I think your point is that there should not be an assumption that Subud is perfectly compatible with the ideas of any and every Muslim. Fair enough. And that Subud members should not use “Bapak says…” as the definitive word–Agreed. Personally I find what Bapak said in talks compatible with the Qur’an–this was my point.

    I am also saddened by an anti-intellectual basis in looking at any religion. I think that fundamentalists actually regard historians with suspicion and fear. It might shake the boat of their firm beliefs. This then becomes the work of the devil. Crazy. But this is a human nature issue rather than being linked to any particular religious group.

  12. Dear David,

    I think there would be little doubt that Subud and strict, formal Islam are leagues apart.

    The question, in my opinion, is not whether Subud is “Islamic” – even a bizarre variant of Sufism – but whether it represents more than a transitory and rapidly fading phenomenon.

    Sharif Horthy used, I believe, to represent it to Arabs (non-Wahhabis I trust!) as being similar to Sufism.

    As someone who was, many moons ago, interested in Sufism, I thought that was deceptive bullshit.

    When I was an active Subud member I always felt we were trying to sugar coat what seemed to me to be a long and diabolically difficult path.

    It heartens me that, after years of the spiritual goats becoming Muslim every Ramadan in Cilandak in the usual “bulk ceremony”, then coming home and realising they’d made a mistake, or not practising anything except keeping their “Muslim” names (sometimes actually a Hindu one like Lakshmi) this seems to have abated.

    In the next twenty-five years Subud will either fizzle out or become vastly different to the nonsense which pertains today.

    Regards,

    Edward

  13. David,

    In Islam we learn that every child is born without sin. This is different then ancestral influences.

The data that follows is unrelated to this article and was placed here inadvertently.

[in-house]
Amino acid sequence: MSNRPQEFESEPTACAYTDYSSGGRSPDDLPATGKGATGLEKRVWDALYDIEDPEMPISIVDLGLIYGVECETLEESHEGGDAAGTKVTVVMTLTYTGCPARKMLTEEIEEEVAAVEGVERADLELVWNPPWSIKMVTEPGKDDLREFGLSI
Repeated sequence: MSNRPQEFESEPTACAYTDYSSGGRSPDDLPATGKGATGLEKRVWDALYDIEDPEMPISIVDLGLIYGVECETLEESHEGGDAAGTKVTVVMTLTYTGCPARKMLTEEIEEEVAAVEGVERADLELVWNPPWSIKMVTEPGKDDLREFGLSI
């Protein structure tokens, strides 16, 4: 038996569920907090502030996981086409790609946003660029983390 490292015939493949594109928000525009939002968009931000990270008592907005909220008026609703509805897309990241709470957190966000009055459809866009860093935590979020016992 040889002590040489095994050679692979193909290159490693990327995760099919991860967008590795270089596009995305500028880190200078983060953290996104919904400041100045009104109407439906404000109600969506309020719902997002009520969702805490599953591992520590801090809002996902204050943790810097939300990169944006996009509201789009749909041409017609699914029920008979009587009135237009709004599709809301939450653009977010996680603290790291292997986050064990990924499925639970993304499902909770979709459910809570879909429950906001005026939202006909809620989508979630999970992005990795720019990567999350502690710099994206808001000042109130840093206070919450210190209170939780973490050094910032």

A sinless child means that every child is born without any sin applied to his record so to speak. The child has yet to make his own decisions and commit sin.

    What I believe Pak Subuh was saying is that our ancestors sins help shape the world we are born into. We are born sinless but because the world is made of sin we immediately start to be influenced by this in the environment in which we grow. Behavior we learn and take for granted may be sinful because we learn it from our ancestors whose ways were also sinful.

    I believe that Subud is in essence the touch stone of all religions. Lets face it. They all come from the same God. How could they be different except by human interpretations and corruptions. God is absolute and unchanging. Humans are not.

    Anyway thats my 2 cents worth.

  14. Hi Amin

    Your interpretation is certainly more in keeping with the Islamic view. However, I don’t think that this is what Pak Subuh said. In his numerous discourses on ancestry and sex, he made clear reference to the direct transmission to the child at conception of the “lower forces” and “impurities” of the parents. For example:

    “The difference between Christ or Muhammad and yourselves is only that Christ was born pure. His self was indeed pure and immaculate. The Prophet Muhammad was the same. He was pure and immaculate from birth, whereas you are not like that. You have faults and impurities and disordered feelings. These have come down to you from your ancestors. You must not imagine they have not handed on their faults, for they have.” 70 LTC 1

    You might also refer to the book Susila Budhi Dharma, 16 SINOM, verses 27-28, and 14 KINANTHI, verses 9-10. These talk about any spiritual “impurities” a person have being a direct consequence of the misbehaviour of their parents.